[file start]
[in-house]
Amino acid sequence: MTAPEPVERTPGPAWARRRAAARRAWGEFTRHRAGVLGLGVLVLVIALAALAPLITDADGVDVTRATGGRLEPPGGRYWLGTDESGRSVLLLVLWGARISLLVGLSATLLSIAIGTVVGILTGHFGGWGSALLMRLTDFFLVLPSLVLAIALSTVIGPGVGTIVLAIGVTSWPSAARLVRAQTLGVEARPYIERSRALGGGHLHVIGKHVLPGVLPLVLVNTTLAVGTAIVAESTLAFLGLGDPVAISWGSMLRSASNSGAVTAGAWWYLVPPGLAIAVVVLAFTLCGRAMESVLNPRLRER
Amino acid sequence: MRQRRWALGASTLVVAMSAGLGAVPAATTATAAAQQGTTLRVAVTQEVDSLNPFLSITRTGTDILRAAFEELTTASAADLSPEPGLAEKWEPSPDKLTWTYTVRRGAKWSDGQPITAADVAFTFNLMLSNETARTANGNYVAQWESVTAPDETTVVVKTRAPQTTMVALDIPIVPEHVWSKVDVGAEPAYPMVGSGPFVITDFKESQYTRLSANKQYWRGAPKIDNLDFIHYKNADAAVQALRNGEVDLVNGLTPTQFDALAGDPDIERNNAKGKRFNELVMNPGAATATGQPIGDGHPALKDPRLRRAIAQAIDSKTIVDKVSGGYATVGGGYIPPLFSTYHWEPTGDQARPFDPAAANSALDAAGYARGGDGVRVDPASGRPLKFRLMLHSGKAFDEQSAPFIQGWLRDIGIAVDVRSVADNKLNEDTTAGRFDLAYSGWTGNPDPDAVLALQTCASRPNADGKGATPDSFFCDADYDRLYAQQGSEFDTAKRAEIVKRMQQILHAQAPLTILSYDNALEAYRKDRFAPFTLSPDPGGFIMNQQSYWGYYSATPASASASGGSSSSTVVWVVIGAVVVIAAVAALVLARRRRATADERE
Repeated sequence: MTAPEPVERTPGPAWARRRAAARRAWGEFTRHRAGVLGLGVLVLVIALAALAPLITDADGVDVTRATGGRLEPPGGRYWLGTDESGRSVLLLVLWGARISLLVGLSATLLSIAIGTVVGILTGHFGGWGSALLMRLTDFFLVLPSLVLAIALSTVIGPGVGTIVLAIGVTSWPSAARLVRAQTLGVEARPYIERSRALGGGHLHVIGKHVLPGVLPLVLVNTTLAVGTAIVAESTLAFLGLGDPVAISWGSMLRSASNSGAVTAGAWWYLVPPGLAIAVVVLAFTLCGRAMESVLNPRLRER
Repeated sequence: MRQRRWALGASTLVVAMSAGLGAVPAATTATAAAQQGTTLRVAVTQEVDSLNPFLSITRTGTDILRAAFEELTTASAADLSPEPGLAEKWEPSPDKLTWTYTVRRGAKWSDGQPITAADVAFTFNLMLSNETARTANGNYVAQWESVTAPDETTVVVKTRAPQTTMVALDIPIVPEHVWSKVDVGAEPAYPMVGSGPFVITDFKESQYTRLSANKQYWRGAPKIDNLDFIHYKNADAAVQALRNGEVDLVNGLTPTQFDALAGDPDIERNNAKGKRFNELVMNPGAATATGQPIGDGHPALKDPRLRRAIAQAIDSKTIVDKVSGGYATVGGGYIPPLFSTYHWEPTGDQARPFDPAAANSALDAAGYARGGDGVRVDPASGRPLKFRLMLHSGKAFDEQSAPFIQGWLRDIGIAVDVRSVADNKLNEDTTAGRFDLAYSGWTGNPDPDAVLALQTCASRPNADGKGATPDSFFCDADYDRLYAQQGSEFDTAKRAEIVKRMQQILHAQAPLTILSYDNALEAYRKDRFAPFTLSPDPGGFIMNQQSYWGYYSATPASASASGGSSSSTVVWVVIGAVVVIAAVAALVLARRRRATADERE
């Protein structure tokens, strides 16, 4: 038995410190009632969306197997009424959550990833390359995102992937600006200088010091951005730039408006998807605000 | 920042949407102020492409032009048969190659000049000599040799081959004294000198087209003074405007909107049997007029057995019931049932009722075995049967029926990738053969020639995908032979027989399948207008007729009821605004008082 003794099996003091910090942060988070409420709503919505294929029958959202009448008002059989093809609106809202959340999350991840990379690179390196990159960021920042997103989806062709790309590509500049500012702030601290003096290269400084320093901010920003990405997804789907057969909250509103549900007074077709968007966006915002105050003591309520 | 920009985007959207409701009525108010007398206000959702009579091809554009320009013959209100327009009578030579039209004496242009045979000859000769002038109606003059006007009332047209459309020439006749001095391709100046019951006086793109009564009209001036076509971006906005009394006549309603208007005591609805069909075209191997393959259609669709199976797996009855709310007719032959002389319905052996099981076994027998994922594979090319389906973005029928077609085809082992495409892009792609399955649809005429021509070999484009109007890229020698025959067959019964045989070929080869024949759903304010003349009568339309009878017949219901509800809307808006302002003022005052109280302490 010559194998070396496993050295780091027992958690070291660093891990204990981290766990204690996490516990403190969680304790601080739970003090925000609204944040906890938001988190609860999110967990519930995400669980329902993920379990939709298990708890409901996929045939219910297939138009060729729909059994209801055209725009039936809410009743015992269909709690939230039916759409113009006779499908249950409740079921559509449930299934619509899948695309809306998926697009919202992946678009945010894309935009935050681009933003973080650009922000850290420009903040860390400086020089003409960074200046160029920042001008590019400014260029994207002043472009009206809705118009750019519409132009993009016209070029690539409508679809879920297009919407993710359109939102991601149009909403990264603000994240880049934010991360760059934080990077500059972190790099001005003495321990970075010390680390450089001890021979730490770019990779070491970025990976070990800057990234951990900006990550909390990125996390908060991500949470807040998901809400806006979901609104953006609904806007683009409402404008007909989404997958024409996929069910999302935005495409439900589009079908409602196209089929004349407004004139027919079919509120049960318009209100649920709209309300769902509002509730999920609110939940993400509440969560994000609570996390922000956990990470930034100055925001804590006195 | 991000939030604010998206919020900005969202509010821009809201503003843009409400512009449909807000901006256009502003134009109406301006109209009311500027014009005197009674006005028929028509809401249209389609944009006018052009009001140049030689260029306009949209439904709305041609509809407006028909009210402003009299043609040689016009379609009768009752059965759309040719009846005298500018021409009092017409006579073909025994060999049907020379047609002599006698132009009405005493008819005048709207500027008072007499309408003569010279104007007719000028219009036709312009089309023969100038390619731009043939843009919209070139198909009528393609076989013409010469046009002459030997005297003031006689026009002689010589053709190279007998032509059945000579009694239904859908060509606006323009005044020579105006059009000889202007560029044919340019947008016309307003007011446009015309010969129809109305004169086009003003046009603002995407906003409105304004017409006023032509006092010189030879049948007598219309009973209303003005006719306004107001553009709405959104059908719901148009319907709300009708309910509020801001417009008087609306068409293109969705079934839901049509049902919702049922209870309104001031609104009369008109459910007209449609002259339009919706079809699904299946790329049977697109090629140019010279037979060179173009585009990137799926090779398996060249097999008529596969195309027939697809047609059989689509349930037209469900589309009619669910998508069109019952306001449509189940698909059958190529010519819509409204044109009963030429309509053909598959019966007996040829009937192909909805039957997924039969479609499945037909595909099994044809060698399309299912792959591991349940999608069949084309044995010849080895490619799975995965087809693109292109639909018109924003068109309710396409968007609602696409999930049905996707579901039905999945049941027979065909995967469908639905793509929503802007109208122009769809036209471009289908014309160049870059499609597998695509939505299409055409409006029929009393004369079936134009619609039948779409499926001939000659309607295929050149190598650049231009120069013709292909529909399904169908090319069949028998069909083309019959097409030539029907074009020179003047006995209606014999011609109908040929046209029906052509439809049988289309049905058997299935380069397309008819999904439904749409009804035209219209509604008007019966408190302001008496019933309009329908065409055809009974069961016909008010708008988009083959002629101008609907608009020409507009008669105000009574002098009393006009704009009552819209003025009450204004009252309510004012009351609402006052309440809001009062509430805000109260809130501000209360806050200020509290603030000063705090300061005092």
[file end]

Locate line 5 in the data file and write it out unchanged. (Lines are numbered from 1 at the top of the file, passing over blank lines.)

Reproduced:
Repeated sequence: MRQRRWALGASTLVVAMSAGLGAVPAATTATAAAQQGTTLRVAVTQEVDSLNPFLSITRTGTDILRAAFEELTTASAADLSPEPGLAEKWEPSPDKLTWTYTVRRGAKWSDGQPITAADVAFTFNLMLSNETARTANGNYVAQWESVTAPDETTVVVKTRAPQTTMVALDIPIVPEHVWSKVDVGAEPAYPMVGSGPFVITDFKESQYTRLSANKQYWRGAPKIDNLDFIHYKNADAAVQALRNGEVDLVNGLTPTQFDALAGDPDIERNNAKGKRFNELVMNPGAATATGQPIGDGHPALKDPRLRRAIAQAIDSKTIVDKVSGGYATVGGGYIPPLFSTYHWEPTGDQARPFDPAAANSALDAAGYARGGDGVRVDPASGRPLKFRLMLHSGKAFDEQSAPFIQGWLRDIGIAVDVRSVADNKLNEDTTAGRFDLAYSGWTGNPDPDAVLALQTCASRPNADGKGATPDSFFCDADYDRLYAQQGSEFDTAKRAEIVKRMQQILHAQAPLTILSYDNALEAYRKDRFAPFTLSPDPGGFIMNQQSYWGYYSATPASASASGGSSSSTVVWVVIGAVVVIAAVAALVLARRRRATADERE